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Hudson Valley News

Maloney Declares Victory; Hayworth Does Not Concede

WAMC, Allison Dunne

The incumbent in New York’s 18th Congressional District has declared victory, but his opponent is not conceding. The results in the rematch portray an even tighter race than in 2012.

Democratic Congressman Sean Patrick Maloney declared victory shortly before midnight Election night.

“Across four counties and scores of communities large and small and firehouses and church basements, once more the people have spoken, the campaign is over and we have won this race.” 

His challenger, Republican Nan Hayworth, had not conceded late Wednesday morning. She spoke to supporters Tuesday night, saying the race is too close to call.

Credit Courtesy of Nan Hayworth

“I wish I could stand here tonight and tell you we’ve got a big win going on. We do no not right now have a big win going on, not right now,” Hayworth said. “Mr. Maloney currently leads us by just over 1 percent of total votes cast, and I’ve lost my notes here, but basically if you back out the Village of Kiryas Joel, we would be ahead by three points. So we have absentee ballots still coming in. We do not have all the votes counted obviously. There is still fluidity in this situation and we are going to keep fighting on.”

That was Hayworth speaking in a Times Herald-Record video. Again, Maloney.

“And I want to reach out my hand to the other side,” Maloney said. “They’re going to dispute the outcome of this election; I wish they wouldn’t because it may be close but this result is clear. And the only thing I’m certain is whether we will work together, when I’m in Congress.”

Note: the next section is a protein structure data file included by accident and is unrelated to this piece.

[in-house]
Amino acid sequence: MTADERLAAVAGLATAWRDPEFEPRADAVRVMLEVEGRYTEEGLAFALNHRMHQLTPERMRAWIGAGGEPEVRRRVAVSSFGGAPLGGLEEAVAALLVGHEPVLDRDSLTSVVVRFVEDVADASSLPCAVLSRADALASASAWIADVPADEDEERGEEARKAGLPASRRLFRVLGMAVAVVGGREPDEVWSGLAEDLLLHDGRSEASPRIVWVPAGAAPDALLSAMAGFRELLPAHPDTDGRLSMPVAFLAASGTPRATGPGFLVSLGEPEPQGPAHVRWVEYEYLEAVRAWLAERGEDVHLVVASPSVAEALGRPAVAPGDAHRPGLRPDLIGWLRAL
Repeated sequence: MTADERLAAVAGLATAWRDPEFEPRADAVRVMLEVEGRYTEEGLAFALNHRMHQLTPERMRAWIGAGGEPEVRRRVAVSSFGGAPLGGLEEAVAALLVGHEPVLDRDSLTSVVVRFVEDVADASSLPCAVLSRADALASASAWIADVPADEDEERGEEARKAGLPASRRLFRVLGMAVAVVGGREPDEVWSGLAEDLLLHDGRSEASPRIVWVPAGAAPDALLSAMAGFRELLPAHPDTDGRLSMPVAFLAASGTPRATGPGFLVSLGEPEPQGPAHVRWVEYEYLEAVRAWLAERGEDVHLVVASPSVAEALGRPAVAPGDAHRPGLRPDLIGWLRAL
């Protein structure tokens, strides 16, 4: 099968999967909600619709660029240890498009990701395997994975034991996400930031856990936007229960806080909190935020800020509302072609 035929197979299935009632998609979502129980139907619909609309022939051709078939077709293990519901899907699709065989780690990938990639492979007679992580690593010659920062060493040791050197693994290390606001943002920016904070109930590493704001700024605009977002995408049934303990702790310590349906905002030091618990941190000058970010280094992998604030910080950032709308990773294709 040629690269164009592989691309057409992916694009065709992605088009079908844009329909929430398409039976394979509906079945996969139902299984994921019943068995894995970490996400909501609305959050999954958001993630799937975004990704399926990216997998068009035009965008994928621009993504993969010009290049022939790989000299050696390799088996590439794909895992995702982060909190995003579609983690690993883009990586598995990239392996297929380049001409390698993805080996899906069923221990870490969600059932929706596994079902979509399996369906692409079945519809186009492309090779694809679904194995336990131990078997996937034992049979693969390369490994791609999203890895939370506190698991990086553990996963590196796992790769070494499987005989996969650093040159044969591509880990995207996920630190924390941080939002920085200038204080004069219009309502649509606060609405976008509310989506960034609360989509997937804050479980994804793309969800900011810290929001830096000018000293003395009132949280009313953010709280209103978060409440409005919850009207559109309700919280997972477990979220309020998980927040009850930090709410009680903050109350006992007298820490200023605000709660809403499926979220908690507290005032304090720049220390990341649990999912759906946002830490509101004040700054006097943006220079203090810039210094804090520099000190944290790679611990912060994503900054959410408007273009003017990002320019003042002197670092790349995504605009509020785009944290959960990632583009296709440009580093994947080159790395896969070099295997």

After the speeches, the results grew slightly more positive for Maloney overnight. The spread widened by an additional 1,046 votes, giving him just shy of a 1.5 percent lead. There was a similarity to election night 2012, when Maloney declared victory and Hayworth did not immediately concede, though in 2012, Maloney garnered nearly 52 percent of the vote and Hayworth, 48 percent. Maloney reiterates his certainty this time around.

“Some of us remember this from two years ago,” Maloney said. “And then as now the result is close but it’s clear. We have won this race.”

He adds.

“So again, we fought this campaign hard, you know it, we fought this campaign hard,” said Maloney. “And we entered this campaign as Democrats and Republicans as we always do, but as I said two years ago, I hope we will end it as Americans.”

The combative race was predicted to be close, with the likelihood of an uncertain outcome election night. The latest unofficial results as of the time of this broadcast show Maloney with 84,415 votes and Hayworth with 81,625, a difference of 2,790 votes. Third party candidate Scott Smith picked up more than 4,000 votes.

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